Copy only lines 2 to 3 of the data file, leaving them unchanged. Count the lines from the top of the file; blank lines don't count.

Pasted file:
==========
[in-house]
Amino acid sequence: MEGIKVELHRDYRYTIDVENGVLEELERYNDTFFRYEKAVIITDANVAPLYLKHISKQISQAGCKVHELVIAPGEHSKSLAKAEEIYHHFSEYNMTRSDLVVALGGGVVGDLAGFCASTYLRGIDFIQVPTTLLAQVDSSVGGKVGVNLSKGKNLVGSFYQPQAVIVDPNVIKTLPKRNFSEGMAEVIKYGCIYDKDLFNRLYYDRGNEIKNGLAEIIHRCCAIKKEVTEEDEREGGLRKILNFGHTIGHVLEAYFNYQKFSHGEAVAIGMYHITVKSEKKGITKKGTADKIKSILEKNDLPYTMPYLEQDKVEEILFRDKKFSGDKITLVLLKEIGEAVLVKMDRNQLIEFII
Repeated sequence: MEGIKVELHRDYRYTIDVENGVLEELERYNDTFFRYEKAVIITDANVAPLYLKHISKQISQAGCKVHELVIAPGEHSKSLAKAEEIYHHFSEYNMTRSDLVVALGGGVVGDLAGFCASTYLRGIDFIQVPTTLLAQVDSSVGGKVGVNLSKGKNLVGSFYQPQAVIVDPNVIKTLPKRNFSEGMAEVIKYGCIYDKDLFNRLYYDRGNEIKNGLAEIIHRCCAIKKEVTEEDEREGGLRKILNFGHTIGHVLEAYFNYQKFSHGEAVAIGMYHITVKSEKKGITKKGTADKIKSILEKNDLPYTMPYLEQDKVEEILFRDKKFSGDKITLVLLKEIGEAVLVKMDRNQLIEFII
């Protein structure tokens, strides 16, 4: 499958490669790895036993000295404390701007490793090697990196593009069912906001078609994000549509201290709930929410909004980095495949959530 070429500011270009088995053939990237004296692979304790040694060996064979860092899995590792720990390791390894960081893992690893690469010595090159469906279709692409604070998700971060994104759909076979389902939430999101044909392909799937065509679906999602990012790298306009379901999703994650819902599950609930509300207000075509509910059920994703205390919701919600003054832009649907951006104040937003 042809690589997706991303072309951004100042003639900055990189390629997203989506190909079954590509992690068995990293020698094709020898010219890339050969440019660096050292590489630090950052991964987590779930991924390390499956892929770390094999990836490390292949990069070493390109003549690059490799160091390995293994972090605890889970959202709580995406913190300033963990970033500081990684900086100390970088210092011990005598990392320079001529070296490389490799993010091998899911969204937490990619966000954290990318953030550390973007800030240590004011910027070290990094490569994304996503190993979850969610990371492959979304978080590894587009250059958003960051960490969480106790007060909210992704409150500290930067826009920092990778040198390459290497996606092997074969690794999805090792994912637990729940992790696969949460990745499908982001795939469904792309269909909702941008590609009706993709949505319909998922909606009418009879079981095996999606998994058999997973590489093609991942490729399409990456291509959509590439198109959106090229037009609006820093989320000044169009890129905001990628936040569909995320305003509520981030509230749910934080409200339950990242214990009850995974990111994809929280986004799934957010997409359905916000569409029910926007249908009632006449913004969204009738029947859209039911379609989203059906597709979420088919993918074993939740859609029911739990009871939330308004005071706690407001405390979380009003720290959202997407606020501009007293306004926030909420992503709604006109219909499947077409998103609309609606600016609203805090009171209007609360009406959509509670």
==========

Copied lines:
Amino acid sequence: MEGIKVELHRDYRYTIDVENGVLEELERYNDTFFRYEKAVIITDANVAPLYLKHISKQISQAGCKVHELVIAPGEHSKSLAKAEEIYHHFSEYNMTRSDLVVALGGGVVGDLAGFCASTYLRGIDFIQVPTTLLAQVDSSVGGKVGVNLSKGKNLVGSFYQPQAVIVDPNVIKTLPKRNFSEGMAEVIKYGCIYDKDLFNRLYYDRGNEIKNGLAEIIHRCCAIKKEVTEEDEREGGLRKILNFGHTIGHVLEAYFNYQKFSHGEAVAIGMYHITVKSEKKGITKKGTADKIKSILEKNDLPYTMPYLEQDKVEEILFRDKKFSGDKITLVLLKEIGEAVLVKMDRNQLIEFII
Repeated sequence: MEGIKVELHRDYRYTIDVENGVLEELERYNDTFFRYEKAVIITDANVAPLYLKHISKQISQAGCKVHELVIAPGEHSKSLAKAEEIYHHFSEYNMTRSDLVVALGGGVVGDLAGFCASTYLRGIDFIQVPTTLLAQVDSSVGGKVGVNLSKGKNLVGSFYQPQAVIVDPNVIKTLPKRNFSEGMAEVIKYGCIYDKDLFNRLYYDRGNEIKNGLAEIIHRCCAIKKEVTEEDEREGGLRKILNFGHTIGHVLEAYFNYQKFSHGEAVAIGMYHITVKSEKKGITKKGTADKIKSILEKNDLPYTMPYLEQDKVEEILFRDKKFSGDKITLVLLKEIGEAVLVKMDRNQLIEFII